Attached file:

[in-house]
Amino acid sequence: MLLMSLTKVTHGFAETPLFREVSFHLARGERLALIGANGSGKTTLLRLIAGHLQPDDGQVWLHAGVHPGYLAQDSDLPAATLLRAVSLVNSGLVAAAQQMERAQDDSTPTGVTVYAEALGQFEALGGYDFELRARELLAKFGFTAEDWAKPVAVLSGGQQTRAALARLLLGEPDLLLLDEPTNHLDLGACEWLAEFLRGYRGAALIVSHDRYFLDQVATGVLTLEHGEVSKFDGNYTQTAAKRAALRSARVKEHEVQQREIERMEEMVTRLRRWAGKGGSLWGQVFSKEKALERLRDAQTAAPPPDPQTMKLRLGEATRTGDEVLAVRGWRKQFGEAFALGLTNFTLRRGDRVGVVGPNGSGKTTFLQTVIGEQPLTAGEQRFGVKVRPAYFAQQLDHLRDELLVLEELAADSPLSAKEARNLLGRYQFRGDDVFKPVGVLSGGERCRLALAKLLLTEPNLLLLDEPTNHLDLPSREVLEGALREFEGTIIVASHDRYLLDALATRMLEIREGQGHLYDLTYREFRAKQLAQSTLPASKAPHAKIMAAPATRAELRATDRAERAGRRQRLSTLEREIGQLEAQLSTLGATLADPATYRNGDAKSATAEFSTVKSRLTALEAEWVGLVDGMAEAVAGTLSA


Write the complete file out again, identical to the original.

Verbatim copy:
[in-house]
Amino acid sequence: MLLMSLTKVTHGFAETPLFREVSFHLARGERLALIGANGSGKTTLLRLIAGHLQPDDGQVWLHAGVHPGYLAQDSDLPAATLLRAVSLVNSGLVAAAQQMERAQDDSTPTGVTVYAEALGQFEALGGYDFELRARELLAKFGFTAEDWAKPVAVLSGGQQTRAALARLLLGEPDLLLLDEPTNHLDLGACEWLAEFLRGYRGAALIVSHDRYFLDQVATGVLTLEHGEVSKFDGNYTQTAAKRAALRSARVKEHEVQQREIERMEEMVTRLRRWAGKGGSLWGQVFSKEKALERLRDAQTAAPPPDPQTMKLRLGEATRTGDEVLAVRGWRKQFGEAFALGLTNFTLRRGDRVGVVGPNGSGKTTFLQTVIGEQPLTAGEQRFGVKVRPAYFAQQLDHLRDELLVLEELAADSPLSAKEARNLLGRYQFRGDDVFKPVGVLSGGERCRLALAKLLLTEPNLLLLDEPTNHLDLPSREVLEGALREFEGTIIVASHDRYLLDALATRMLEIREGQGHLYDLTYREFRAKQLAQSTLPASKAPHAKIMAAPATRAELRATDRAERAGRRQRLSTLEREIGQLEAQLSTLGATLADPATYRNGDAKSATAEFSTVKSRLTALEAEWVGLVDGMAEAVAGTLSA